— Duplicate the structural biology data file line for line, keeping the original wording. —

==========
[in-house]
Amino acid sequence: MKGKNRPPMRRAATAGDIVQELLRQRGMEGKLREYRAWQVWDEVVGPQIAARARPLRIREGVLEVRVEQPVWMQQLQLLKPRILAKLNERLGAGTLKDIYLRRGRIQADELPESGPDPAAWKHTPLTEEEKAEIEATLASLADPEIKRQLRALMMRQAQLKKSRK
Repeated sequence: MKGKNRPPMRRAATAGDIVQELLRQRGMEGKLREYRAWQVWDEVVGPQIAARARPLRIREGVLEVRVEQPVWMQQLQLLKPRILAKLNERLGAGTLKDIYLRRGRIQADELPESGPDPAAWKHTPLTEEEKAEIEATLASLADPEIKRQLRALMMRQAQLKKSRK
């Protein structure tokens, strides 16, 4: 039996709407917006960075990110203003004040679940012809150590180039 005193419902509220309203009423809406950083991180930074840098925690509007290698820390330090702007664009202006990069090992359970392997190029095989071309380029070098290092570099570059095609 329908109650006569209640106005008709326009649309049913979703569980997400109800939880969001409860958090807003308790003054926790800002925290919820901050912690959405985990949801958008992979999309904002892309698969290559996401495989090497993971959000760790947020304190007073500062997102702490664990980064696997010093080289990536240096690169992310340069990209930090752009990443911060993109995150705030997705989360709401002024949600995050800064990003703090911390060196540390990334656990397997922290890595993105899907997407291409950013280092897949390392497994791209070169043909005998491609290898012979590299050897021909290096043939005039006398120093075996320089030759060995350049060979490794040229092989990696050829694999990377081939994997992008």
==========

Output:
[in-house]
Amino acid sequence: MKGKNRPPMRRAATAGDIVQELLRQRGMEGKLREYRAWQVWDEVVGPQIAARARPLRIREGVLEVRVEQPVWMQQLQLLKPRILAKLNERLGAGTLKDIYLRRGRIQADELPESGPDPAAWKHTPLTEEEKAEIEATLASLADPEIKRQLRALMMRQAQLKKSRK
Repeated sequence: MKGKNRPPMRRAATAGDIVQELLRQRGMEGKLREYRAWQVWDEVVGPQIAARARPLRIREGVLEVRVEQPVWMQQLQLLKPRILAKLNERLGAGTLKDIYLRRGRIQADELPESGPDPAAWKHTPLTEEEKAEIEATLASLADPEIKRQLRALMMRQAQLKKSRK
């Protein structure tokens, strides 16, 4: 039996709407917006960075990110203003004040679940012809150590180039 005193419902509220309203009423809406950083991180930074840098925690509007290698820390330090702007664009202006990069090992359970392997190029095989071309380029070098290092570099570059095609 329908109650006569209640106005008709326009649309049913979703569980997400109800939880969001409860958090807003308790003054926790800002925290919820901050912690959405985990949801958008992979999309904002892309698969290559996401495989090497993971959000760790947020304190007073500062997102702490664990980064696997010093080289990536240096690169992310340069990209930090752009990443911060993109995150705030997705989360709401002024949600995050800064990003703090911390060196540390990334656990397997922290890595993105899907997407291409950013280092897949390392497994791209070169043909005998491609290898012979590299050897021909290096043939005039006398120093075996320089030759060995350049060979490794040229092989990696050829694999990377081939994997992008």